Operation Dynamo…..part 1

It’s now Monday and our first non work day! We are taking it as a rest day to recover from our big trip up from Eastbourne to Dover and prepare for our Channel crossing. However this proved a bit light on the ‘rest’ element as my iPhone and aching back confirms! 9 miles walked and 73 flights of stairs!

In Dover, if you have the misfortune to stay there, the only real thing to see is the Castle – they will try and tempt you with the roman painted house and the ferry terminal but the castle really is the main event! You can see it on the hill towering over the town and Marina at high tide….we were a bit disconcerted when we woke on Monday morning to find the castle which had been there on Sunday night had disappeared! 

Castle from our berth in the Granville Dock

I am being a bit harsh on Dover as it is the only real place to start your cross channel swim from and the coastguard seems really helpful (I gained this view from listening to the vhf rather than actual experience!) and the French forbid it!

Swim start point!

The Castle which has been steadily improved since the Bronze Age really is quite impressive, Julius Caesar did his bit, then William the Conquerer as early as 1066 made improvements but Henry ii made it into today’s Castle with various enhancements through napoleonic times, WW1 and WW2 and the Cold War. It’s Dumpy level tunnel is still covered by the official secrets act!

Our first stop was the WW2 naval control room where Operation Dynamo, the evacuation of the beaches at Dunkerque was planned and implemented……quite appropriate I thought as we were planning our own reverse Operation Dynamo the very next day!

Queue for Operation Dynamo

The tour itself was a bit weird with the bloke from the pub in Eastenders shouting at you to move on to the next exhibit!

Views from the castle ramparts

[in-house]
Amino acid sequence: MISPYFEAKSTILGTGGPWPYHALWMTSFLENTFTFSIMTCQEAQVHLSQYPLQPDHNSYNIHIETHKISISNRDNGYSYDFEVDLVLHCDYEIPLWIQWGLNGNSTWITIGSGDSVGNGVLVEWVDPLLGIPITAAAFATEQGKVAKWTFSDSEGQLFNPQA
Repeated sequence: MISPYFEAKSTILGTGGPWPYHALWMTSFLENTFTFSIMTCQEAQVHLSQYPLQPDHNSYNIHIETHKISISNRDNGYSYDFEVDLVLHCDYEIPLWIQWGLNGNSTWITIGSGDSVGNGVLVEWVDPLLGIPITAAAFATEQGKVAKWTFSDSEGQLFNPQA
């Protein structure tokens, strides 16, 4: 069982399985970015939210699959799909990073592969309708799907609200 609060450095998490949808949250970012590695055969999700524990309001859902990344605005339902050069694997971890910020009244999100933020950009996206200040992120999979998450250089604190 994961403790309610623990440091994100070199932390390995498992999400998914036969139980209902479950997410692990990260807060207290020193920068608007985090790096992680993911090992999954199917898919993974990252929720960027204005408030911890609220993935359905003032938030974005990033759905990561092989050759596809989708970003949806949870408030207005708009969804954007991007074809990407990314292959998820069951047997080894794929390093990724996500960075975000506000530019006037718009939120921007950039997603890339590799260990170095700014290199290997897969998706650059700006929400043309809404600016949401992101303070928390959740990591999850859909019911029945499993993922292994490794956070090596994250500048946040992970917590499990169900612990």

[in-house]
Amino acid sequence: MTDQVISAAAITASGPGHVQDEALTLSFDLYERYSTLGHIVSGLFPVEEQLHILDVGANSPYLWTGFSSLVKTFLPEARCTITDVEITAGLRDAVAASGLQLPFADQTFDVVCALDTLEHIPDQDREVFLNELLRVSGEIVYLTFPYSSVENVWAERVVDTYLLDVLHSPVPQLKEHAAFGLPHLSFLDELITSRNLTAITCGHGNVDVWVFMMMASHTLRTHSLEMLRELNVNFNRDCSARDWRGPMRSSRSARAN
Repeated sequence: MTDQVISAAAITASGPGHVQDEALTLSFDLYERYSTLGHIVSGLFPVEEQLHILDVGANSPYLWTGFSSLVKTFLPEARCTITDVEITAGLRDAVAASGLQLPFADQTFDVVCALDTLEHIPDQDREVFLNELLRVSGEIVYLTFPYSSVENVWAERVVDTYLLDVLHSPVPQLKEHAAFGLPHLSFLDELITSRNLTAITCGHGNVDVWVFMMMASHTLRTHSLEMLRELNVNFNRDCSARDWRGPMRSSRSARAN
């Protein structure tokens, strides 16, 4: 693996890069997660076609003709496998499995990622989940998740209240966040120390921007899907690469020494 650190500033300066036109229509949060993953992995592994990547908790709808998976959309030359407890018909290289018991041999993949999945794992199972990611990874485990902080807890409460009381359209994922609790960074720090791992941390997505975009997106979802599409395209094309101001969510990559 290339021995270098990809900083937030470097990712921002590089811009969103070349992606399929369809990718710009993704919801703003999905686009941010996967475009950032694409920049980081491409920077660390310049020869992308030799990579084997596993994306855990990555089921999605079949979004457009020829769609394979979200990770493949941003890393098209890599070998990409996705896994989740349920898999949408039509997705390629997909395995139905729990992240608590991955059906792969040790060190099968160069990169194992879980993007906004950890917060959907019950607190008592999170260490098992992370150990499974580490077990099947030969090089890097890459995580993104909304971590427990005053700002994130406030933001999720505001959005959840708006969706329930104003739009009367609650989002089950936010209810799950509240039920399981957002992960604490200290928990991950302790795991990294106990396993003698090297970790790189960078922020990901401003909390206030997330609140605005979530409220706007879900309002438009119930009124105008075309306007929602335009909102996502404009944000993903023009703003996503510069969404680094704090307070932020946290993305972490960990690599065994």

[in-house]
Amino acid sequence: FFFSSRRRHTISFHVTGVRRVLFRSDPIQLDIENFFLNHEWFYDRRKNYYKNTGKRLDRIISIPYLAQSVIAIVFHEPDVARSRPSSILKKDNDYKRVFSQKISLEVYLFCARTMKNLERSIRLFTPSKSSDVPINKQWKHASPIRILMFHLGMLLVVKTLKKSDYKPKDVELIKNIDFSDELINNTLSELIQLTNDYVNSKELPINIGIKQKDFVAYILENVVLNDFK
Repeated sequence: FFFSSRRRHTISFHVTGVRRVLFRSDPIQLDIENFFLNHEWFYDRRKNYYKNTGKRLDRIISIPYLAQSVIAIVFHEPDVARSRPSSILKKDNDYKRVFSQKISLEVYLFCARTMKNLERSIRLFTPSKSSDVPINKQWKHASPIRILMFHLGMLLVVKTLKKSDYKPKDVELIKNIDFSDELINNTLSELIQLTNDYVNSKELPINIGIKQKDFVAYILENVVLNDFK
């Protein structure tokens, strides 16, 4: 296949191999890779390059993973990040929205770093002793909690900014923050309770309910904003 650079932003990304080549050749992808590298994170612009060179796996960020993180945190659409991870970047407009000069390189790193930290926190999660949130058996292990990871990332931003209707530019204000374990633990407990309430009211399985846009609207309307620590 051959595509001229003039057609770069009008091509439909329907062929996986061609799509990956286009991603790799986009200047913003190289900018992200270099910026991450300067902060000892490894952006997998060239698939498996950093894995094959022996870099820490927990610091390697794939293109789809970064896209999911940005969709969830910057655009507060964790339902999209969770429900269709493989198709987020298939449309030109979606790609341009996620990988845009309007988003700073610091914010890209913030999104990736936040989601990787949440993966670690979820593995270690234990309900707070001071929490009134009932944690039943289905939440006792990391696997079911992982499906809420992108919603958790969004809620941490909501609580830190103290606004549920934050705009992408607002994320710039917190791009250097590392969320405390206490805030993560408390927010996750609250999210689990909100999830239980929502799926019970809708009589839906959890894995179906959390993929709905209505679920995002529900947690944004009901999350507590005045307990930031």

Peverills Tower was part of the many improvements, this is from about 1160. They really made strenuous effort to keep up with the latest fashions in defense….

Peverills Tower


Carronades and mortars

Ack ack gun

But the real piece de resistance is Queen Elizabeth’s Pocket Pistol, although it was not made for her but her father, Henry viii and it is certainly not pocket sized!

Queen Elisabeth’s Pocket Pistol

Henry ii really splashed out on the Castle, he wanted to impress visiting pilgrims who were on their way to Canterbury to see the shrine of Thomas the Becket…..the troublesome priest that Henry had dispatched! 

The Great Tower

The Great Tower is very impressive and affords a great view all around, including to the last remaining radar tower from the Battle of Britain and one of Dover’s two roman lighthouses!

One of these towers is the original radar tower…..bit which one? You choose!


Other bits of the defensive features I really liked was the Napoleonic era rampart built in the moat that allowed defenders to fire cannons and guns at attackers as they tried to cross the moat!


And possibly my all time favourite the Sally Port (and I hope the origin of ‘to sallyforth’!). These were built in medieval times to allow people to sneak in and out of the castle undetected and upgraded to include remote entry airlocks in about 1830.

The medieval sallyports to sallyforth from!

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